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Am J Psychiatry. 2004 Dec;161(12):2201-6.

Enhanced dopamine transporter density in psychotropic-naive patients with obsessive-compulsive disorder shown by [123I]{beta}-CIT SPECT.

Author information

  • 1Department of Psychiatry, Leiden University Medical Center, B1-P, P.O. Box 9600, 2300 RC, Leiden, the Netherlands. n.j.a.van_der_wee@lumc.nl

Abstract

OBJECTIVE:

The authors examine the functional anatomy of serotonergic and dopaminergic systems in obsessive-compulsive disorder in psychotropic-naive patients without comorbidity.

METHOD:

[(123)I]beta-CIT binding patterns for dopamine and serotonin transporters in the brain were measured in 15 psychotropic-naive adult outpatients with OCD (no comorbidity) and in 15 pairwise-matched healthy subjects. Volumes of interest were constructed on magnetic resonance imaging scans and coregistered with single photon emission computed tomography scans. Binding ratios were compared, and possible correlations between binding patterns and obsessive-compulsive symptoms were assessed.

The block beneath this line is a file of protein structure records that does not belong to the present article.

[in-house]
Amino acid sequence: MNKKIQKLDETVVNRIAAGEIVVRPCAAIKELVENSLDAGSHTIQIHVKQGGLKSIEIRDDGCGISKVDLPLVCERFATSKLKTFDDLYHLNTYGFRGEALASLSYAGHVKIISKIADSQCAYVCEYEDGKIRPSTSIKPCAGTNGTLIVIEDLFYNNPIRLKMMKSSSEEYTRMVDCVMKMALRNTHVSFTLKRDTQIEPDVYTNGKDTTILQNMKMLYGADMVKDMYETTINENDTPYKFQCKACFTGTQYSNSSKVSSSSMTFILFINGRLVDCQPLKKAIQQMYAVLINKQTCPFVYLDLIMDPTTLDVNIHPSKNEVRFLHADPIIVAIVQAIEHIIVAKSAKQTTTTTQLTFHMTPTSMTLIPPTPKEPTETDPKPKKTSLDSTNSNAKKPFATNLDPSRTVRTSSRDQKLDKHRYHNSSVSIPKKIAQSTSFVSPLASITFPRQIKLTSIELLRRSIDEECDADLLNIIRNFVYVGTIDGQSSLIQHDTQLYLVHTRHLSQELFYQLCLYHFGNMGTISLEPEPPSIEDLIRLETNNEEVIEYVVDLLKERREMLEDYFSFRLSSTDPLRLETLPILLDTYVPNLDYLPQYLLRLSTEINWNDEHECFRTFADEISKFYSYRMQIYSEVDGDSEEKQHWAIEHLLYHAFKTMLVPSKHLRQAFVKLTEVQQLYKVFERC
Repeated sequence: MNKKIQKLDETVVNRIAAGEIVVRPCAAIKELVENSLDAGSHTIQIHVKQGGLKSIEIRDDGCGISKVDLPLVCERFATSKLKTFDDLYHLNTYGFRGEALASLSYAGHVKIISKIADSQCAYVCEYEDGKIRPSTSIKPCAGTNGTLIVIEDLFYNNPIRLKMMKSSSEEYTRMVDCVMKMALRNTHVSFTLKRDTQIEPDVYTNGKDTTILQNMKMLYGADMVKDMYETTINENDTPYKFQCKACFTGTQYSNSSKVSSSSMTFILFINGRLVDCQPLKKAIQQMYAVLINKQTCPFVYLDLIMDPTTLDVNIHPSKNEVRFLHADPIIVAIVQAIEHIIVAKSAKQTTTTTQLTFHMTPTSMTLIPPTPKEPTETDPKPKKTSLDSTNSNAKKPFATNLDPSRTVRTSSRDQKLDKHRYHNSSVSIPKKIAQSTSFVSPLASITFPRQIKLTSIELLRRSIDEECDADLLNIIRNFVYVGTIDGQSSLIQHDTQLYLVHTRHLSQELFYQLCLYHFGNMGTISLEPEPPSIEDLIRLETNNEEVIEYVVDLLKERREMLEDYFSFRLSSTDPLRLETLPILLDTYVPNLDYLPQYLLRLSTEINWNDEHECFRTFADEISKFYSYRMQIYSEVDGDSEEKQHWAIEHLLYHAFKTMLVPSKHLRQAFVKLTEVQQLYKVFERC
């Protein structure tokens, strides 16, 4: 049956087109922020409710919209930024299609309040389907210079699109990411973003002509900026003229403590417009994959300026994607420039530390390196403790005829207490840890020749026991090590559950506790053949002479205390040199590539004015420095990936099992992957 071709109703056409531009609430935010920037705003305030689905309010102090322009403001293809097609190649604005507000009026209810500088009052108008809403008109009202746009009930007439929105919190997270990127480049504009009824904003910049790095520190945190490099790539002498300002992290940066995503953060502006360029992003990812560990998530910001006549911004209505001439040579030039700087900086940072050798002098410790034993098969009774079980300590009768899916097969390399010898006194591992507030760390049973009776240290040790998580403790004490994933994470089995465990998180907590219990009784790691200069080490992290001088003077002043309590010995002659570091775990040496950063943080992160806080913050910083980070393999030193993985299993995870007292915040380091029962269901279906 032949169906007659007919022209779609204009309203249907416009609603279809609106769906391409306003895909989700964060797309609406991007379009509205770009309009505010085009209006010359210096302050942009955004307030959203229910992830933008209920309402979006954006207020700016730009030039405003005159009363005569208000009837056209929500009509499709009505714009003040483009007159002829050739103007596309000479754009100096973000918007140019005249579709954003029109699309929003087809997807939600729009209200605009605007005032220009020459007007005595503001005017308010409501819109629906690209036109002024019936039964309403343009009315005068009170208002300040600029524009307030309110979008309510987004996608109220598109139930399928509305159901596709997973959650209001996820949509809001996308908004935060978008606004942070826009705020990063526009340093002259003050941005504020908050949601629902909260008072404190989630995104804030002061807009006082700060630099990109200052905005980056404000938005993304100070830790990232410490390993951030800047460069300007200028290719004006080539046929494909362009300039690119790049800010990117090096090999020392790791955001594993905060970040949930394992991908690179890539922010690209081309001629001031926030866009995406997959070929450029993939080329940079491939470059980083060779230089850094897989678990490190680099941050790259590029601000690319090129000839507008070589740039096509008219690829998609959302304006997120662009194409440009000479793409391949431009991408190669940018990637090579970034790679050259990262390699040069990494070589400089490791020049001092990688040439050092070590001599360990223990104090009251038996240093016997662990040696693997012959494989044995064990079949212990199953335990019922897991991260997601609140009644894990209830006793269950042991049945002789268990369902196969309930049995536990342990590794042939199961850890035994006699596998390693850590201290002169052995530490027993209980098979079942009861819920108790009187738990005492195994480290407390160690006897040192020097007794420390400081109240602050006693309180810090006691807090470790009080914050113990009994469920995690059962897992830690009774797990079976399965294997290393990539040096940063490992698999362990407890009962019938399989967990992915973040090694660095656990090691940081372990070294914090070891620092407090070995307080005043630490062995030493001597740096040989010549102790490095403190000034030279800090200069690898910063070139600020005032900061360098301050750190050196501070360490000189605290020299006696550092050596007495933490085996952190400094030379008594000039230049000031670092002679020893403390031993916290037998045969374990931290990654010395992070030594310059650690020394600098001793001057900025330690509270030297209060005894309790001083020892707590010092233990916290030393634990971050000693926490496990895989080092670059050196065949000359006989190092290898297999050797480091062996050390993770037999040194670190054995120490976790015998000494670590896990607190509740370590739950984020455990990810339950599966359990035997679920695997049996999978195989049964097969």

RESULTS:

There were significant differences between patients and healthy subjects in the [(123)I]beta-CIT binding pattern for dopamine transporter in the left caudate and left putamen. Patients had higher binding ratios than healthy subjects. No differences were found in the less specific [(123)I]beta-CIT binding pattern for serotonin transporters in the selected volumes of interest. Hemispheric within-group comparisons revealed no asymmetry effects.

CONCLUSIONS:

The results of our study provide direct evidence for an involvement of the dopaminergic system in the pathophysiology of OCD.

PMID:
15569890
[PubMed - indexed for MEDLINE]
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